The Board of Control for Cricket in India (BCCI) has announced their annual contract by introducing a new ‘A+’ category in men’s cricket and a ‘C’ category in women’s cricket. Five male players who are included in the A+ category are Virat Kohli, Shikhar Dhawan, Rohit Sharma, Bhubaneshwar Kumar and Jashprit Bumrah. BCCI has ensured the annual contracts worth Rs seven crore each.
Players like M S Dhoni and Ravinandra Ashwin have not been included in the top level and feature in A level with others like Ravindra Jadeja, Chetaswar Pujara, Ajinkya Rahane, Wridhiman Saha and Murali Vijay. They will be getting five crore each.
There is a lot of hue and cry about the exclusion of MS Dhoni from the top bracket. And why not? He is the only captain to give India two World Cups and a Champions Trophy, though not being able to win series overseas. He is also the player to make India a world-class team, though not being very successful in finding new players. The BCCI has stated that Dhoni has retired from Test and Ashwin has lost his place from the ODI side…and thus were not kept in A+ category.
But why questions were not asked to the BCCI about paying such an amount to the A grade women players that is half the amount received by the lowest paid male cricketers? While the women’s A grade cricketers will get 50 lakh per year, the C grade male cricketers will get 1 crore each. So does Mithali Raj or Jhulan Goswami cannot even match Kedar Jadhav or Axar Patel? Is Jayant Yadav better than Harmanpreet Kaur or Manish Pandey superior to Smriti Mandhana.
The women’s cricket team are performing extremely well for the last 12 months. They reached the final of the World Cup in 2017 but lost to England by a mere 9 run. Recently they dominated the overseas tour of South Africa and won both the ODI and T20 series. Still there is a huge pay gap between the men’s and the women’s cricket teams.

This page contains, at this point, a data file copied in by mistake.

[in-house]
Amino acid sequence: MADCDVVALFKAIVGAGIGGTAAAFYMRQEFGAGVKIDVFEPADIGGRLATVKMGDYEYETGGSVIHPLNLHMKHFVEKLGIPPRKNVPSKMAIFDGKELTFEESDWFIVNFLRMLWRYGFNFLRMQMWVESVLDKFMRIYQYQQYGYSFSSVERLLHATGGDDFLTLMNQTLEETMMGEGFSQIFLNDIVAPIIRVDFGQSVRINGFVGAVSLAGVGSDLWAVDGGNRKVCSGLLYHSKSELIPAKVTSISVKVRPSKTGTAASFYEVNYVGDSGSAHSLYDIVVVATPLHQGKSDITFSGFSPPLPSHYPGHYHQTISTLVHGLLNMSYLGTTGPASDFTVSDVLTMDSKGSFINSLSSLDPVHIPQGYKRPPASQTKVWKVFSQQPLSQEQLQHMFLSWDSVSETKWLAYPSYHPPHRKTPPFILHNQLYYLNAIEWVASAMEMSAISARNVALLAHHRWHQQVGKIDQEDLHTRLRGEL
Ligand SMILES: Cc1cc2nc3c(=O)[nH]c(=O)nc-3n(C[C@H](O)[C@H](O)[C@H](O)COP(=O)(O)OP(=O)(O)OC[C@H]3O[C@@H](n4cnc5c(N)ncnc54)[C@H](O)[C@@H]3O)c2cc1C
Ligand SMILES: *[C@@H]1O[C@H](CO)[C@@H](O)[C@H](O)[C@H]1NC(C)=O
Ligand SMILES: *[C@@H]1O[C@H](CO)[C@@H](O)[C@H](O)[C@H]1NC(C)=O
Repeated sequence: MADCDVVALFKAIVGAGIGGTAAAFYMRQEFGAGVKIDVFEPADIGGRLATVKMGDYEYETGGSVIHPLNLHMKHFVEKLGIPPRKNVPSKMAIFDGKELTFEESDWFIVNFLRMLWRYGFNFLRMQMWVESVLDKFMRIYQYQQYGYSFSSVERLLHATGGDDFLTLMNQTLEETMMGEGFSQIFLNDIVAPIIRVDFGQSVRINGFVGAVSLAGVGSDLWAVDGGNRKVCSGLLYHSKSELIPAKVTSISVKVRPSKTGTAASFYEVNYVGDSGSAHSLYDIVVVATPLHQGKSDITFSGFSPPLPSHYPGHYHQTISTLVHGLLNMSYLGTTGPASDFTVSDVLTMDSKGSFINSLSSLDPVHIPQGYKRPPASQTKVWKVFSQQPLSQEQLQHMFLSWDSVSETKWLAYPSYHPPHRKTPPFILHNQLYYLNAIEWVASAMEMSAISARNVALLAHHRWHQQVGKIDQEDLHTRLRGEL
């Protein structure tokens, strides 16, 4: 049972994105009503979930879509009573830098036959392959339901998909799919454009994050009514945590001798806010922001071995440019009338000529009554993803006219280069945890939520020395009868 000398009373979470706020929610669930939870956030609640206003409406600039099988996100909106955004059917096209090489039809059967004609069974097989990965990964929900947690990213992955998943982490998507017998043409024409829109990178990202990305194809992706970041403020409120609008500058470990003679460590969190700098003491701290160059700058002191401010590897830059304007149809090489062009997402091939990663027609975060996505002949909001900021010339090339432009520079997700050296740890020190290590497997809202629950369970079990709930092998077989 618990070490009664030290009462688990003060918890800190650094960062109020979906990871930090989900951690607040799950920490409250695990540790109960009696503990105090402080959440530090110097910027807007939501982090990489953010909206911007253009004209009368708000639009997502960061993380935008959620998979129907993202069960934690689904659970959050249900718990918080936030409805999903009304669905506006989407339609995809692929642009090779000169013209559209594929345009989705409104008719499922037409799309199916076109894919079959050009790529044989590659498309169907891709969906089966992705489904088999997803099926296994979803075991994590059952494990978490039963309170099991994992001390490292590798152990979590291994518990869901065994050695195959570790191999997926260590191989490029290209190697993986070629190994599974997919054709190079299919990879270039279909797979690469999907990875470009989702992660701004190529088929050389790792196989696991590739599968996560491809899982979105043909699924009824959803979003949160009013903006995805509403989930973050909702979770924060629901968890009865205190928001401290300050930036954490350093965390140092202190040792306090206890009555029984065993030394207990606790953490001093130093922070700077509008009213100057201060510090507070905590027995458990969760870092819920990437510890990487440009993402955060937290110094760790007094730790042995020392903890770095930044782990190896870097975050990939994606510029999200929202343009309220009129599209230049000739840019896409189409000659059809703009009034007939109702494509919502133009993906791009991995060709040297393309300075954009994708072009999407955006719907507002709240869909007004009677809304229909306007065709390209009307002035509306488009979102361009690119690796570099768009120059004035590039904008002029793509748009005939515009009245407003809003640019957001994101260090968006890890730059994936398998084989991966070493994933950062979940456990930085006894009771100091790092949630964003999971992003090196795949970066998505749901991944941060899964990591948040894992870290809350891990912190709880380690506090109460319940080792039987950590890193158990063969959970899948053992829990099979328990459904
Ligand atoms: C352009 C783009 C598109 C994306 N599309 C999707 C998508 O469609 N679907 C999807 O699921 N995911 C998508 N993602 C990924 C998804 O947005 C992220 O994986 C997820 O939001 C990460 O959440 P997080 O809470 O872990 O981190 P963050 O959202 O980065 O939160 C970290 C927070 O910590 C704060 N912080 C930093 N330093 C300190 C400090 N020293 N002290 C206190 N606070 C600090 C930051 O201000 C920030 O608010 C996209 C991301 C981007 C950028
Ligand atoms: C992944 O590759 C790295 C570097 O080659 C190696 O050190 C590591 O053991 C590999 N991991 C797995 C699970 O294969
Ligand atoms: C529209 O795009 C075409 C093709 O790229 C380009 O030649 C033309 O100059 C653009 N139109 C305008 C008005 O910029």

It is true that the workload for the men’s team is huge in comparison to women’s team. The viewership for our ‘superior gender’ is also huge while the women lag far behind. But, with this pay gap, is not BCCI drawing a barrier between the two? The likes of Mithali Raj or Jhulan Goswam, whose contribution to the development of women’s cricket in India is unquestionable, deserve a bit more respect. Both these veteran players are world record holders-Mithali is the highest run-getter in women’s cricket and Jhulan is the highest wicket taker. Still they find themselves not being fit to be considered as idol; still they are inferior to a new comer like Jasprit Bumrah.
Apart from this pay gap, the BCCI also does not negotiate contracts for the television rights of women’s cricket matches. The fan base for these cricketers has increased throughout the world but they are barred from watching the matches. If this remains the case, then BCCI itself is regulating the progress of women’s cricket in India, instead of promoting it.